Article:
New Handbook featuring REXSAC researchers Nuttall and Avango

New Handbook featuring REXSAC researchers Nuttall and Avango

The Routledge Handbook of the Polar Regions is a guide to the Arctic and the Antarctic through research in the physical and natural sciences and the social sciences and humanities.

REXSAC researcher and lead editor of the handbook, Mark Nuttall, alongside REXSAC researcher, Dag Avango, join forces with 36 other leading researchers and voices in polar research, policy and practice.

This handbook aims to approach and understand the Polar Regions as places that are at the forefront of global conversations about some of the most pressing contemporary issues and research questions of our age.

The handbook provides an easy access to key items of scholarly literature and material otherwise inaccessible or scattered throughout a variety of specialist journals and books. A unique one-stop research resource for researchers and policymakers with an interest in the Arctic and Antarctic, it is also a comprehensive reference work for graduate and advanced undergraduate students.

Read the abstract from chapter 9 on Historical Sites and Heritage in the Polar Regions, Dag Avango:

The Polar Regions of today are marked by the imprints from thousands of years of human activities, from the first peoples who settled there in the distant past to those who arrived more recently – e.g. explorers, industrialists, militaries, scientists. This chapter gives an overview of the material historical remains of past human activities in the Arctic and Antarctic and explains under which circumstances they have been recognized as cultural heritage sites, i.e. remains which different actors for various reasons have defined, protected and managed as such. The chapter is divided into two main sections, the first presenting an overview of the archaeological record in the Arctic from 20 000 BCE until the 20thcentury, and in the Antarctic (including the Sub-Antarctic) from the 18thcentury until present days. The second section discusses how stakeholders in the Polar Regions have dealt with these archaeological sites. Under which circumstances do historical remains in the Polar Regions become heritage and why?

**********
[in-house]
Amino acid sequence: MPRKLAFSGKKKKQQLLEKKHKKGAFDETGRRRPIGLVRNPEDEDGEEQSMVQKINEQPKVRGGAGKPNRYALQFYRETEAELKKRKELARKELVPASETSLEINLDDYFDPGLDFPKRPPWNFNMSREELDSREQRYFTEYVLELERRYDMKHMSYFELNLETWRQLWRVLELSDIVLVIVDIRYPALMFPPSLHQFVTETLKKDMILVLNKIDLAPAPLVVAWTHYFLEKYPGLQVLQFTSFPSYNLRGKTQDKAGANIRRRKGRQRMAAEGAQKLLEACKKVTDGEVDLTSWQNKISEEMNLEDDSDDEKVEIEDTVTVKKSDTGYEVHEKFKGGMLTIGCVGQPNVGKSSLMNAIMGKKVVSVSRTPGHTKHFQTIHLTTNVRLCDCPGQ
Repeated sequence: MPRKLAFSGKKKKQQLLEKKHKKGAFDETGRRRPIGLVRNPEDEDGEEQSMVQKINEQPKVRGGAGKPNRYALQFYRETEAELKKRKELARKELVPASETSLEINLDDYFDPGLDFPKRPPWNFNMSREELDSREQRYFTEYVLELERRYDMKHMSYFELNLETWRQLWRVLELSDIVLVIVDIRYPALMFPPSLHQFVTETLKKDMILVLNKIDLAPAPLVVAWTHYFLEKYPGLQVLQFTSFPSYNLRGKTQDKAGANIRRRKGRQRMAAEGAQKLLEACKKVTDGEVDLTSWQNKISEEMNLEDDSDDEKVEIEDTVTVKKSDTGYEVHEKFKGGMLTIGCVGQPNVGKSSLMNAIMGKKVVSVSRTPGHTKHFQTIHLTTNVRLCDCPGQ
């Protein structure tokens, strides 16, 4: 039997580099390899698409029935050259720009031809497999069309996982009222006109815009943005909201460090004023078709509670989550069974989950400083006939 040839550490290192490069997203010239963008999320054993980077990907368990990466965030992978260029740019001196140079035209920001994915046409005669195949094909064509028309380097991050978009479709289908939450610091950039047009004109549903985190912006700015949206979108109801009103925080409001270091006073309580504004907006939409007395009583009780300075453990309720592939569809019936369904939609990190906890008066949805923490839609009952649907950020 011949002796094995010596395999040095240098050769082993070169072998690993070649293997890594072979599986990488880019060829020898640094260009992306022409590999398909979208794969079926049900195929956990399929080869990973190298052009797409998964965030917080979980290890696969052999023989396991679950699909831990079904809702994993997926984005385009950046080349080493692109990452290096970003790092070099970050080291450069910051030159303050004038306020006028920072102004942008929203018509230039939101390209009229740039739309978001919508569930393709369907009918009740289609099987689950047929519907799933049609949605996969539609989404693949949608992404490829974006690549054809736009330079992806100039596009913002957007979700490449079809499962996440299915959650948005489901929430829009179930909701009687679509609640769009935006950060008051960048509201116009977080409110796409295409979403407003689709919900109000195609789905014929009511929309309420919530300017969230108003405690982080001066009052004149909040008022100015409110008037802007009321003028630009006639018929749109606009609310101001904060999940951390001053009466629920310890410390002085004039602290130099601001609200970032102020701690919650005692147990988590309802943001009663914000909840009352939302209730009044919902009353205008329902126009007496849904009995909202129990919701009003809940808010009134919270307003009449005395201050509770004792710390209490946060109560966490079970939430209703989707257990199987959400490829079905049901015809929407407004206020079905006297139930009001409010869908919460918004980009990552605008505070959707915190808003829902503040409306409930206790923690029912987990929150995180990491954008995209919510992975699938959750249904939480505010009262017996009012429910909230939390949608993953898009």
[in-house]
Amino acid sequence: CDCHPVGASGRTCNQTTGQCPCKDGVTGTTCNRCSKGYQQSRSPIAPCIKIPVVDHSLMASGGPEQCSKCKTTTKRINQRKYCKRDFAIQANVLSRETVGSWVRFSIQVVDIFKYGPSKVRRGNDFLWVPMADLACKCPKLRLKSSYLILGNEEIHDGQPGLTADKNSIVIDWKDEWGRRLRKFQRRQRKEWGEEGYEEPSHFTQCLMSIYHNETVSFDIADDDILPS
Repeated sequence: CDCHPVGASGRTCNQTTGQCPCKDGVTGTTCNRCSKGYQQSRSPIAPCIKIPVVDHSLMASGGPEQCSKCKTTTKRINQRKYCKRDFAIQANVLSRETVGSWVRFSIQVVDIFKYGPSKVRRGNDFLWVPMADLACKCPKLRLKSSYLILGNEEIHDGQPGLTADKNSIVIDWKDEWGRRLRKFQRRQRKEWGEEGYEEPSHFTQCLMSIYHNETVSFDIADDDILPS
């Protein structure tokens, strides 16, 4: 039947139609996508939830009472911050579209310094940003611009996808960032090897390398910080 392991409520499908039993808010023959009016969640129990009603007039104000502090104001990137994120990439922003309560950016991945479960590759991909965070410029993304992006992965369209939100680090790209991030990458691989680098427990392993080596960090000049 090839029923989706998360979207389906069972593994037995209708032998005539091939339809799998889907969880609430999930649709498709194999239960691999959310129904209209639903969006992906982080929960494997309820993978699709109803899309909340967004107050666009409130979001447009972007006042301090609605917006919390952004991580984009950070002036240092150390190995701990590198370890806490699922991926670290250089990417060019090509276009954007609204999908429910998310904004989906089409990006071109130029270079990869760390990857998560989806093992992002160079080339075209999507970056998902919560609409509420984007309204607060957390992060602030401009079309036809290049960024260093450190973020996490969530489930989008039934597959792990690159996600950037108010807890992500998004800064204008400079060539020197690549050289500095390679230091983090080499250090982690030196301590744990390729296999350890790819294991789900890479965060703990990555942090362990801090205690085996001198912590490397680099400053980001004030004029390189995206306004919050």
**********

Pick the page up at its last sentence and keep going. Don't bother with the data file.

The chapter shows that there is a wide variety of actors who work to protect historical remains as heritage and for different reasons – e.g. archaeologists and historians using them as sources for explaining historical change, state authorities for diversifying local economies and supporting local identity and tourism companies using them for creating new destinations. Thus the material legacies of the past in the polar areas should not only be understood as environmental problems but also as a potential resource for building sustainable futures.

And the link to the handbook here. 




“The volume has a wealth of information on both polar regions, with topics from detailed science to history and the humanities – a wide-ranging and well-balanced compilation.”Professor Julian Dowdeswell, Director of the Scott Polar Research Institute, University of Cambridge, UK